Social media help you to believe what you want to believe

The Scottish referendum on independence has helped expose something we knew all along about what it is to have an opinion. Some of us are good at filtering out the evidence we would rather not see, and accepting only what supports our beliefs.

In an article in The Times yesterday, journalist Hugo Rifkind identified the current mood of the so-called “cybernats” (i.e the Internet savvy nationalist campaigners) who apparently over estimated the support for independence amongst their fellow citizens: “Via Facebook and Twitter we select the news we want to hear and ignore what we don’t, hardening our certainties under the carapace of certainties borrowed from others.”

I’m the opposite of a cybernat, but in this past intense few weeks, with so much at stake, and rising anxiety, I too censored my information streams. You can do it easily with online sources. Admittedly with reluctance, I de-friended at least one friend on Facebook to arrest the flow of links to news clips that kept reminding me of the inevitability and good sense of separation from the UK. Fortunately I only discovered the tag #indyref on Twitter the day of the voting. I would have had to switch to a different hash tag to see the world as I wanted to see it.


How does opinion happen?

Lots of people have admitted to being persuaded by arguments for or against independence. But persuasion seems to depend on factors other than arguing around facts. Commentators have said you can divide the voters between those who went with their heads and those who listened to their hearts, i.e. those who submitted to logic (usually economic logic), and those who formed their opinions on the basis of how they felt.

But just about everything I’ve been reading this past few years on emotion suggests this dichotomy is false. Logic doesn’t provide the best model for opinion formation. Neither does emotion.

Flaws in pure logic as the basis of opinion have been well aired. What of emotion? Rather than assume the absolute reality of emotional states I find it helpful now to think of the way we use emotional words as

  • part of our armour for self validation
  • a currency for negotiating solidarity within a group
  • verbal offerings to persuade and cajole others into our camp
  • weapons to cast others into outer darkness.

Emotion words are potent. Where one party thinks to point out risk and uncertainty the other side sees an attempt to sow fear, or at least either party chooses their emotion words to deliver the effect they want. We use words like risk, fear, certainty, freedom, hope, pride, and loyalty as tools to build and test a view of the world as we think we would like to see it.

If we need to know how opinions are formed and circulated then we could do worse than consider the way language communities operate, on and offline.



  • Also see blog post: Emotional words and Accentuate the negative.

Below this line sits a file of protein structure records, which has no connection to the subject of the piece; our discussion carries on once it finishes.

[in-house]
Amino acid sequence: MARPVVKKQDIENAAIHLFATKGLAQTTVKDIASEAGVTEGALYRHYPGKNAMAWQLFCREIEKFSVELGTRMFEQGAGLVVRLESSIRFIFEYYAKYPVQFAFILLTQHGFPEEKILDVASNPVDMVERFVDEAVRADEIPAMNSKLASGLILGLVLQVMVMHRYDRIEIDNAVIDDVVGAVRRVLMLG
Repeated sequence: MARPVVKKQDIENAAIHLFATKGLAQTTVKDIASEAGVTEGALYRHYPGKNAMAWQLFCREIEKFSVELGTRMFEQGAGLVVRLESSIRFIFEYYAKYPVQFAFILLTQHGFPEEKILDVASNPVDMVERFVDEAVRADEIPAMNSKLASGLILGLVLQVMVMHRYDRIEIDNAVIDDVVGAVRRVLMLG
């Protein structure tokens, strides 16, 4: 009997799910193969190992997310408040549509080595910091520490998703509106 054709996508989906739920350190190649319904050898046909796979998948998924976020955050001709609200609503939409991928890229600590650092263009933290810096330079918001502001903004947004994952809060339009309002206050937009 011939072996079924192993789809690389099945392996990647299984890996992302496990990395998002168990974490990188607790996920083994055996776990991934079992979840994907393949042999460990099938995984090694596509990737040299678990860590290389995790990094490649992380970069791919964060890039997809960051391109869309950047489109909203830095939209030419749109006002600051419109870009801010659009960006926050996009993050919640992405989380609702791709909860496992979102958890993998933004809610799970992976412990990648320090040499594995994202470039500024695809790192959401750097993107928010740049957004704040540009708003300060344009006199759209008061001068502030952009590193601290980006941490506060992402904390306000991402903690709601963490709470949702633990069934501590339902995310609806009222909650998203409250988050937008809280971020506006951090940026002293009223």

• Perhaps social media users can regulate their moods by altering their Facebook news feeds after all. See post Emotional contagion.
  • The tagline of Rifkind’s opinion piece in The Times is “The online Yes fanatics sought out only like-minded opinions – and refused to believe they could be heading for defeat.”
  • Updating the standard lexicon of emotion words we would have to include “gutted.”
  • The first picture above is of the visitor centre (Gareth Hoskins Architects) on the site of the Battle of Culloden (1746) near Inverness.



  1. SHAWS says:

    Scottish Referendum has considerably facilitated the tourism in Scotland to some extent even though it failed. I knew that as if it could succeed, it would have many years ago.

    1. Timing is crucial in any major civic transformation. Expressions of regional and national identity do help tourism I suspect.

      1. SHAWS says:

        Everything has its 2 sides. Like Catalonia, refers this link:, they never think they belong to Spain. Sometimes, this behaviour (Referendum) may be just a symbol of striving to become stronger, which doesn’t mean anything else. Anyway, trying is always brave I think, You will never know what will happen if you stop fighting.

  2. Jessica says:

    Some Chinese friends of mine just told me that the Scottish referendum is only a hype, the reason why they don’t believe the referendum might be that they don’t believe in the real democracy. I suppose it is the spirit of democracy that urge to remind and be shown toward the world by the Scottish campaign. Opinions also come from reporters’ cultural background. Actually there are different social media systems between British and China as people in PRC area cannot get connected into certain overseas network such as youtube or twitter, but it still cannot affect the timeliness of news reflected by China’s social media.

    1. Lemonade Candy says:

      Well, I would not say there any difference between the social media between GB and China, or any other countries. That is simply because the basic idea of these social networks are same, no matter in what forms or where (but yes, the political issues make difference, but I suppose this is not the difference of the SN itself).

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